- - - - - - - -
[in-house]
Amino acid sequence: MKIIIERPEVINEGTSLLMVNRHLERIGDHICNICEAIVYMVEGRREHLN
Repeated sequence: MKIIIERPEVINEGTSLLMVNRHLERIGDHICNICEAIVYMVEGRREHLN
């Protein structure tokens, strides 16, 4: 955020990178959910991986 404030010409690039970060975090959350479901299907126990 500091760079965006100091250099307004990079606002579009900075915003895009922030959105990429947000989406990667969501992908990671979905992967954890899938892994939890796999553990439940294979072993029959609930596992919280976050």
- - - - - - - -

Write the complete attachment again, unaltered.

[in-house]
Amino acid sequence: MKIIIERPEVINEGTSLLMVNRHLERIGDHICNICEAIVYMVEGRREHLN
Repeated sequence: MKIIIERPEVINEGTSLLMVNRHLERIGDHICNICEAIVYMVEGRREHLN
């Protein structure tokens, strides 16, 4: 955020990178959910991986 404030010409690039970060975090959350479901299907126990 500091760079965006100091250099307004990079606002579009900075915003895009922030959105990429947000989406990667969501992908990671979905992967954890899938892994939890796999553990439940294979072993029959609930596992919280976050």